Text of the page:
Lose excess ions and urea through diffusion
Blood and dialysate flow in opp. directions to maintain countercurrent exchange system (maximise rate of diffusion)
Cleaned blood returns to veins

61
Q

Peritoneal dialysis

A

Short term
Works inside of the body
Abdomen has natural dialysis membrane - peritoneum
Dialysis fluid introduced into abdomen using a catheter - takes place across peritoneum
Urea and excess mineral ions diffuse out of the blood into tissue fluid and out of peritoneal into dialysate
Fluid is then discarded leaving blood balanced

62
Q

Kidney transplants

A
Long term (8-10 years) 
Works inside the body 
Blood vessels are joined and the ureter of the new kidney inserted into the bladder
Tissue types should be matched to reduce chances of rejection
63
Q

Pros of kidney transplant

A

Long term
Free from dialysis and dietary monitoring
Healthy kidney

64
Q

Cons of kidney transplant

A

Chance of rejection

Always has to take immunosuppressants

65
Q

Pros of peritoneal dialysis

A

Can be done at home

Patients can live relatively normal lives

66
Q

Cons of peritoneal dialysis

A

Needs to be done 4 times a day

High risk of infection

67
Q

Pros of haemdialysis

A

Needs to be done 3/4 times a week

Adds to life expectancy

68
Q

Cons of haemdialysis

A

High risk of infection
Sessions are time consuming
Have to be careful managing diet
Quite expensive

69
Q

Monoclonal antibodies

A

Produced from one plasma cell

70
Q

Relationship between length of Loop of Henle and conc of urine

A

Longer the loop of henle, more ions pass out of ascending limb into medulla
Lowers wp in medulla
More water can be reabsorbed back into blood

71
Q

Why is protein in urine a sign of chronic high blood pressure

A

High bp causes larger substances to force through basement membrane and damage capillaries

72
Q

How do pregnancy tests work?

A

Urine on reaction site travels up and monoclonal antibodies complementary to hCG bind to hCG in urine.
Mobile antibody/hCG complex binds to immobilised antibodies attached to test site
This activates dyes

73
Q

How do you know of a pregnancy test is working

A

Any excess mobile monoclonal antibodies from the reaction site bind to immobile antibodies at the control site

74
Q

What else can urine test for

A

Anabolic steroids

75
Q

Anabolic steroid tests

A

Used to boost muscle growth and strength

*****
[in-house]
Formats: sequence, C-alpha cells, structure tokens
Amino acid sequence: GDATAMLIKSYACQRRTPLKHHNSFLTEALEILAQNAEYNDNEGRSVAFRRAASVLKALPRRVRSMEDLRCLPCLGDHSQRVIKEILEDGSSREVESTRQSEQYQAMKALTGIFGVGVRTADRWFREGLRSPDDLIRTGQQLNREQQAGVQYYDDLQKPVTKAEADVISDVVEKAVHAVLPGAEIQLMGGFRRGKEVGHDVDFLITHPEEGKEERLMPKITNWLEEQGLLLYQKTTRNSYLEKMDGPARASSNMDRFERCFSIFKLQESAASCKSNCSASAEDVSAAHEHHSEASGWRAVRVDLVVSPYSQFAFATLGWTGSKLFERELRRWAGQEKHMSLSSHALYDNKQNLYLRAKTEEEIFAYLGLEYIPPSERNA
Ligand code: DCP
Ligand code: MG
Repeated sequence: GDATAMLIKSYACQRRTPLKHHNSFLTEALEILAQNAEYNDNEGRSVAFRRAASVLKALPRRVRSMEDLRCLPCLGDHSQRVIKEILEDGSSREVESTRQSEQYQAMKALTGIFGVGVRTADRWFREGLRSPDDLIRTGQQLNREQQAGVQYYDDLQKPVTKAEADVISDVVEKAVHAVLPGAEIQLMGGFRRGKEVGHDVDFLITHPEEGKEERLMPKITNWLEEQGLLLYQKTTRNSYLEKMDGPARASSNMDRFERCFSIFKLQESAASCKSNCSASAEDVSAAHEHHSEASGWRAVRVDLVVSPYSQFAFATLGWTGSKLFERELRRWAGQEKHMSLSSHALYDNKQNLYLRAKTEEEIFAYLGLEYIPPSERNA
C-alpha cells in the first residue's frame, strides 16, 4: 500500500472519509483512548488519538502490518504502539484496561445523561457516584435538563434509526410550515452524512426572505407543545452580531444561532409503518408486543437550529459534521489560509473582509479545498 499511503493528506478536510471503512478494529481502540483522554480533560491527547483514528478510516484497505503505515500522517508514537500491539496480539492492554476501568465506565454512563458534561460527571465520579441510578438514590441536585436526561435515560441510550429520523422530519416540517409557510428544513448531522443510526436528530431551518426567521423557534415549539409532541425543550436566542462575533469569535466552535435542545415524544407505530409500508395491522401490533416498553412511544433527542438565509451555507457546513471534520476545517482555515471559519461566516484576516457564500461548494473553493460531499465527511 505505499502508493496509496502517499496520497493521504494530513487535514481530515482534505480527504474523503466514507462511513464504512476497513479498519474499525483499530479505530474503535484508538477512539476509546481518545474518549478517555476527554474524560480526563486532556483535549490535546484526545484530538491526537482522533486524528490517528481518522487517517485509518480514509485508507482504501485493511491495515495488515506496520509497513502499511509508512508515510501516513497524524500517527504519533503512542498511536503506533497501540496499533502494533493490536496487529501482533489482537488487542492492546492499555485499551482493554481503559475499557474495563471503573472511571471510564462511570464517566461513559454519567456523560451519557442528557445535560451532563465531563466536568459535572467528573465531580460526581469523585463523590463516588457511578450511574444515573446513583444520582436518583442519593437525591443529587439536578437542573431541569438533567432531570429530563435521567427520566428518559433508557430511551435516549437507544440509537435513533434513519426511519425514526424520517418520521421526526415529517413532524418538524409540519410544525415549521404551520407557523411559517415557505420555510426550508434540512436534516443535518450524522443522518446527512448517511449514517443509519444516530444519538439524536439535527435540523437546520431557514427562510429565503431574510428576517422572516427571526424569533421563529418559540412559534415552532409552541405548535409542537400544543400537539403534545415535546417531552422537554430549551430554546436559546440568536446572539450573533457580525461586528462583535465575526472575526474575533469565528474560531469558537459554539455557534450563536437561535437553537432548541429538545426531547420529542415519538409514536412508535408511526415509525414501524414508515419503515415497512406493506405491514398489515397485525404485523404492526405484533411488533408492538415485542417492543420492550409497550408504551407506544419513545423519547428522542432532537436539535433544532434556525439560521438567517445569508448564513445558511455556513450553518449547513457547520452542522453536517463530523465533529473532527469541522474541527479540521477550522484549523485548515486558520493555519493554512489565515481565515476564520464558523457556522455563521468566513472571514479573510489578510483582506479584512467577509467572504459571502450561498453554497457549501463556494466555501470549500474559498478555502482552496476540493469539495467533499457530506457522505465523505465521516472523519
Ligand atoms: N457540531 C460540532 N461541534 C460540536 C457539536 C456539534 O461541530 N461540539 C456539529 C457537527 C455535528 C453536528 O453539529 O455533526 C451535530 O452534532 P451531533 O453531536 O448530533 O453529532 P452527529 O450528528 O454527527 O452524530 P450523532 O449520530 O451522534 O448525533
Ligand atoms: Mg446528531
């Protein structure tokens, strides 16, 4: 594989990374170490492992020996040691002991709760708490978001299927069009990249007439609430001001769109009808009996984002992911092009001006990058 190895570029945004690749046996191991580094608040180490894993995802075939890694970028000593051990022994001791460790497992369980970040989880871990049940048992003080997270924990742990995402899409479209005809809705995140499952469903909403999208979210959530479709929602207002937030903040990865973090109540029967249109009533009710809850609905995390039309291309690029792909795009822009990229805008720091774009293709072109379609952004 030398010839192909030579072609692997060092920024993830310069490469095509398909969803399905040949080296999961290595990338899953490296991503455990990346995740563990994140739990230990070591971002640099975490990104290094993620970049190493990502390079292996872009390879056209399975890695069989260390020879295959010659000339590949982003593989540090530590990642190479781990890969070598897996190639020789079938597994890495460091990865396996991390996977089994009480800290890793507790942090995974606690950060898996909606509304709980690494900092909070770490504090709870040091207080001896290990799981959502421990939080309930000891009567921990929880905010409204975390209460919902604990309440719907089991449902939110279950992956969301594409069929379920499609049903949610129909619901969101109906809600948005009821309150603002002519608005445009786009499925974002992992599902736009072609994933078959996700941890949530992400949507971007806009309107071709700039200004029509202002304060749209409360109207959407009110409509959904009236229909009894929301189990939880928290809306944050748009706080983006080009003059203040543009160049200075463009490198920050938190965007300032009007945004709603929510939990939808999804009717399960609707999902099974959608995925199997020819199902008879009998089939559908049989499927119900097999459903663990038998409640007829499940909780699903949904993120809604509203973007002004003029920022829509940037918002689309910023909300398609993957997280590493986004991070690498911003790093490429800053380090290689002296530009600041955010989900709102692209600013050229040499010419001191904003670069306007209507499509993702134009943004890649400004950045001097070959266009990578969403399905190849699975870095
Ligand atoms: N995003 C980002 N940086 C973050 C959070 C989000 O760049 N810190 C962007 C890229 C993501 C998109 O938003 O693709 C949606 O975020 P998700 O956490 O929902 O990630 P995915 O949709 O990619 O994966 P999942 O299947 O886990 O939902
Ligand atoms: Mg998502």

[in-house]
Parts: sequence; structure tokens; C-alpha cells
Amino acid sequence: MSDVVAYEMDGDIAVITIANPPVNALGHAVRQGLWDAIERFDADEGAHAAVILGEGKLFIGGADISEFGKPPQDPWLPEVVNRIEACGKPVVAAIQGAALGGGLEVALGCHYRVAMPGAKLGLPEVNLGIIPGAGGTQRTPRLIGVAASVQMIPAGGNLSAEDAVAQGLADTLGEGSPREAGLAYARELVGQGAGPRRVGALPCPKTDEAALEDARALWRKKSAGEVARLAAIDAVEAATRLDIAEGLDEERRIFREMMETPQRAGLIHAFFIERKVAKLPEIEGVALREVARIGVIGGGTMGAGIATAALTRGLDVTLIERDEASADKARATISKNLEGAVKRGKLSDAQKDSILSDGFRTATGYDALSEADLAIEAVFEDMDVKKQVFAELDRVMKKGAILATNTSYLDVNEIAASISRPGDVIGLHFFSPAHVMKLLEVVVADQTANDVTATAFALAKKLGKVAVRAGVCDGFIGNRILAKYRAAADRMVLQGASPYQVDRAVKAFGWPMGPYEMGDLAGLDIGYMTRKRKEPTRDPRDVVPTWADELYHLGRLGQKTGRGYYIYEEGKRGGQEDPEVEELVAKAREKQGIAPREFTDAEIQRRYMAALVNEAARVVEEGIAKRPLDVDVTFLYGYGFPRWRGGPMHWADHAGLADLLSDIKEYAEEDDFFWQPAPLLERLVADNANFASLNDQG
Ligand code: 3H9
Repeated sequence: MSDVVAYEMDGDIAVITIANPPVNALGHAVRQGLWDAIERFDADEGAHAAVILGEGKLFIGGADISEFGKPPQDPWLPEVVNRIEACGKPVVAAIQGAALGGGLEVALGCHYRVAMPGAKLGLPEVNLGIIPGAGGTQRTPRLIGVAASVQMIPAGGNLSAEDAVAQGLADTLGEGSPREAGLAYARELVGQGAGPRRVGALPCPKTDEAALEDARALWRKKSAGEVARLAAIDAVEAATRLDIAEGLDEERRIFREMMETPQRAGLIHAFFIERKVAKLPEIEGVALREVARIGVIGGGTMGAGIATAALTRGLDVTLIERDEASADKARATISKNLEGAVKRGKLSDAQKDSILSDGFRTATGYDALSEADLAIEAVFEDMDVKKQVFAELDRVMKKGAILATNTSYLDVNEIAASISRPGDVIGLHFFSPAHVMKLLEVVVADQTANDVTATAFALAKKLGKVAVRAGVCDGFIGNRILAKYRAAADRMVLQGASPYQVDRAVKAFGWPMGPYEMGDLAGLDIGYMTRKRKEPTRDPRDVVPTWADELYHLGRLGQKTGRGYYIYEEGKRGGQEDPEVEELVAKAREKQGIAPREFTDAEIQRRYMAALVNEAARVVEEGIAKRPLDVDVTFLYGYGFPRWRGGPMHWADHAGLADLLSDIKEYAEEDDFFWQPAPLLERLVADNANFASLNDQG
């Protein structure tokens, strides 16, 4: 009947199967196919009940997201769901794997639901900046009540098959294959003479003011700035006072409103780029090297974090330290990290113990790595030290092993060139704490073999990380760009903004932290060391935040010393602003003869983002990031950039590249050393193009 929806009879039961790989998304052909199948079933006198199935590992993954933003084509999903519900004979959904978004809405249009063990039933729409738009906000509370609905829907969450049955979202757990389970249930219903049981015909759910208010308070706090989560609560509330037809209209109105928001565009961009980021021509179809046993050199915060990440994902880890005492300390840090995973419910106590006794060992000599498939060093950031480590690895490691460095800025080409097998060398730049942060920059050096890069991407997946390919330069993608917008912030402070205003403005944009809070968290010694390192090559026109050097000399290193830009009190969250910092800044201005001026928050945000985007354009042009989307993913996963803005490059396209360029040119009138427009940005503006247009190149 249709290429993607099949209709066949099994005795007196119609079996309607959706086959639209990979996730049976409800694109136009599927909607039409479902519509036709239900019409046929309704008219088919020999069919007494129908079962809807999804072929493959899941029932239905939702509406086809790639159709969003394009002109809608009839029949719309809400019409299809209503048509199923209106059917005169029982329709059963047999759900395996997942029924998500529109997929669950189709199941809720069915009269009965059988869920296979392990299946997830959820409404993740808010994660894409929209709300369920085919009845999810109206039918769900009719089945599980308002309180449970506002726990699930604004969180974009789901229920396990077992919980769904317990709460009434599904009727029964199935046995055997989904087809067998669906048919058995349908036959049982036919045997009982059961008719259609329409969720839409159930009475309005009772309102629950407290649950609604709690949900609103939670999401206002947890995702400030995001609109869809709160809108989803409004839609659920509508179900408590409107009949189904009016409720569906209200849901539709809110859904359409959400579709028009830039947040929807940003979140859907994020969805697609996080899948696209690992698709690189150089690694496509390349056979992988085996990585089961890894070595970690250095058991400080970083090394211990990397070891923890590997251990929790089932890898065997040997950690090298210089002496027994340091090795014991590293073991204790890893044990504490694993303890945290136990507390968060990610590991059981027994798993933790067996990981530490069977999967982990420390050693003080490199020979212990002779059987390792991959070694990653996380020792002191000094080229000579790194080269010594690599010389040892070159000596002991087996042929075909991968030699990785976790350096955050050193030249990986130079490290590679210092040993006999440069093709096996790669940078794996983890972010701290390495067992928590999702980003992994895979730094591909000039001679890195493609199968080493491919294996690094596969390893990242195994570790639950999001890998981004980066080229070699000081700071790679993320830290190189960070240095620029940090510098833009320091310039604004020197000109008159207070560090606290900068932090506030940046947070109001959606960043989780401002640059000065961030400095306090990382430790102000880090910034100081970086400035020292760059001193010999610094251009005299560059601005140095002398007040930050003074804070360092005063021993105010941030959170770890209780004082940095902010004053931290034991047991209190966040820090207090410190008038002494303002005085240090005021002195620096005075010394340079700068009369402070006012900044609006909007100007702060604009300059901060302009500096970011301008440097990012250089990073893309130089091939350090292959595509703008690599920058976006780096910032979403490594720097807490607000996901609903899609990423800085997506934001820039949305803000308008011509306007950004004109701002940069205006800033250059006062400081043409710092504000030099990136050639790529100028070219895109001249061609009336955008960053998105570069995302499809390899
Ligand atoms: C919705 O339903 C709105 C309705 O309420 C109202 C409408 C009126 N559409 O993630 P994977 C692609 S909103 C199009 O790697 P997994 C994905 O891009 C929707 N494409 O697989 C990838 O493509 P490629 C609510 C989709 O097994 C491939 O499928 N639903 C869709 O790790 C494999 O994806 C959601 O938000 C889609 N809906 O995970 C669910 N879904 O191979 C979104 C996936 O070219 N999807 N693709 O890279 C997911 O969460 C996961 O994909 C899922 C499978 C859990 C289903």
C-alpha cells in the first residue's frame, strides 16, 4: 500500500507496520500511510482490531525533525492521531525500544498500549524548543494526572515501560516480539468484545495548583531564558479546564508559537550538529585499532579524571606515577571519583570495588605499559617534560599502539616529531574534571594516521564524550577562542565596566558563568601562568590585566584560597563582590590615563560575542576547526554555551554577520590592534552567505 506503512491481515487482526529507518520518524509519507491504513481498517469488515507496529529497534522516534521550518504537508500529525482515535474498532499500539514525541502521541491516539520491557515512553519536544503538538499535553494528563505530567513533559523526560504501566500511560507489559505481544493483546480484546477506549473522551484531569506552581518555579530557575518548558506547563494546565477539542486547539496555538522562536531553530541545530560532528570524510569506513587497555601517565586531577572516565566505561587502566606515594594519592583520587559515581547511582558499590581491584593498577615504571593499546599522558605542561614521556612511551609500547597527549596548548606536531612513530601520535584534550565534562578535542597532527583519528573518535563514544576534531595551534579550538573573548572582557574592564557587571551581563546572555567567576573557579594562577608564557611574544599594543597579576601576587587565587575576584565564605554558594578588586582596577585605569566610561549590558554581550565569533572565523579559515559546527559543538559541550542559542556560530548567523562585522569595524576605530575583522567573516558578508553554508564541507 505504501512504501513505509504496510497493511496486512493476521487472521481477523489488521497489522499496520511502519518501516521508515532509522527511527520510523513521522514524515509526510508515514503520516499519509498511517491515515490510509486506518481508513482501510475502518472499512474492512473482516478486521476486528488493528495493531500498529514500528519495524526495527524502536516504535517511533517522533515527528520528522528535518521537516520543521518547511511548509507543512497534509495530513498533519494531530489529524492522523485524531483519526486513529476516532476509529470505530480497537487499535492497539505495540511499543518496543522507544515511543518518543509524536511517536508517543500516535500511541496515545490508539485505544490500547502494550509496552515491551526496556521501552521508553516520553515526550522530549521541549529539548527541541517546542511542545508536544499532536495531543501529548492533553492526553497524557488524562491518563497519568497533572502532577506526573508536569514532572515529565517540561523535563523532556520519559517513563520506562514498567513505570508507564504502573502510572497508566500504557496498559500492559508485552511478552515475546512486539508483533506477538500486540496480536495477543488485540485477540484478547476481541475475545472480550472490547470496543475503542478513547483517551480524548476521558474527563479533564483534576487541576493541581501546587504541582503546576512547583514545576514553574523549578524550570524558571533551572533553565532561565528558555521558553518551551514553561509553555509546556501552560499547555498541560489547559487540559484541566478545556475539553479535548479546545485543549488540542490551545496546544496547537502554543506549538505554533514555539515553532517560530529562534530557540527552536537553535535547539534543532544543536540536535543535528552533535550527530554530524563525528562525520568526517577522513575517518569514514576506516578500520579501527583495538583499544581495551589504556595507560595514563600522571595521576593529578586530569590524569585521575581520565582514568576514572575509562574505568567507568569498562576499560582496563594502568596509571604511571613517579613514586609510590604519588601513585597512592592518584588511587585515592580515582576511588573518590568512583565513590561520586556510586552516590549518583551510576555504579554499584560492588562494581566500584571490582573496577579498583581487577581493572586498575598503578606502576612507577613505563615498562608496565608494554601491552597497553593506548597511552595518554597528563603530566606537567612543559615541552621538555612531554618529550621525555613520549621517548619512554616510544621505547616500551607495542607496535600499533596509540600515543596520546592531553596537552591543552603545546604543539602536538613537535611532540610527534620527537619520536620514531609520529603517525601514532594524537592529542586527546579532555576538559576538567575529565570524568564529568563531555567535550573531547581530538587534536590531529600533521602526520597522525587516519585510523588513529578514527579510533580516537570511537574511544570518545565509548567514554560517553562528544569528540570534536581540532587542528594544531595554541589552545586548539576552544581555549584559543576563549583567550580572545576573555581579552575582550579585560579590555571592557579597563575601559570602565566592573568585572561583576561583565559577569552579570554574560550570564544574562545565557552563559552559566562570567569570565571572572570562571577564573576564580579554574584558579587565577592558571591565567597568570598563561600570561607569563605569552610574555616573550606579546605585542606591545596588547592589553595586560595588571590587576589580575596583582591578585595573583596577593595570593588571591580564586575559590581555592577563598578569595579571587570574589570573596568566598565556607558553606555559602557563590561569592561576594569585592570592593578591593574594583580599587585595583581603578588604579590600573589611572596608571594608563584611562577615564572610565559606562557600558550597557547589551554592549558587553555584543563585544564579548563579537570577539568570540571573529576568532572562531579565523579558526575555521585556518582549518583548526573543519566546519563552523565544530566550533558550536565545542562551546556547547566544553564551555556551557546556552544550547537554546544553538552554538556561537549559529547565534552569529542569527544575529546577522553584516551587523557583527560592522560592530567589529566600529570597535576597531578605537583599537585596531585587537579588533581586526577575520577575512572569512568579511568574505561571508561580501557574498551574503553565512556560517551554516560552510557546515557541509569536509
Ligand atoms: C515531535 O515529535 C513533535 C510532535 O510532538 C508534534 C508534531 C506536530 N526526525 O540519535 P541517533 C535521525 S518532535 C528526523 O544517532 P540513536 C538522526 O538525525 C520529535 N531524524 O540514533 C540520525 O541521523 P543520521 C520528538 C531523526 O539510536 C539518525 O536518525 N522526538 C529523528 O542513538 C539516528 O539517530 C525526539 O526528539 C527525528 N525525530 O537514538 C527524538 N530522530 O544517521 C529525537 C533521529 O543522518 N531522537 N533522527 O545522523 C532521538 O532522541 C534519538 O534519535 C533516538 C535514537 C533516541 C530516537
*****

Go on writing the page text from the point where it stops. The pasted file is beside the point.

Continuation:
Urine can be tested by gas chromatography in which a gaseous solvent separates substances or mass spec

76
Q

Kidney dissection

A

Cut kidney in half (lengthways)
Cortex is lighter than medulla
Medulla contains renal pyramids (striped and cone shaped)

77
Q

Why do the renal pyramids appear stripy

A

Contain sections of the nephron e.g. collecting duct and loop of henle

78
Q

Where does the first part of the ornithine cycle occur

A

Mitochondria

79
Q

Characteristics affecting use of creatinine phosphate levels to estimate GFR

A

Diet - effects levels of cp
Exercise levels - more active patients have a higher conc of cp
Ethnicity/ genetic makeup - Diff alleles affect metabolism of cp
Gender - men and women have diff muscle mass

80
Q

Effects of kidney failure

A

Loss of electrolyte balance
Build up of urea in blood
High bp
Weakened bones - Ca/P balance in blood lost
Pain and stiff joints - abnormal proteins build up in the blood
Anaemia

81
Q

Storage of glycogen

A

Approx. 100-120g

Stored as granules in cytoplasm

82
Q

H2O2

A

Harmful waste product of many metabolic processes

83
Q

Cytochrome P450

A

Group of enzymes used to breakdown drugs and have a role in e- transport in respiration
These two functions can interfere w/ each other

84
Q

What causes fatty liver

A

If hepatocytes detoxify too much alcohol, lipids are stored in hepatocytes causing the liver to become enlarged

85
Q

Which liver cells lead to regeneration of the liver

A

Hepatocytes through cell division (mitosis)

86
Q

Distal convoluted tubule

A

Involved with balancing water and salt levels depending on needs and blood pH
Any reabsorption is done actively as all fluids are isotonic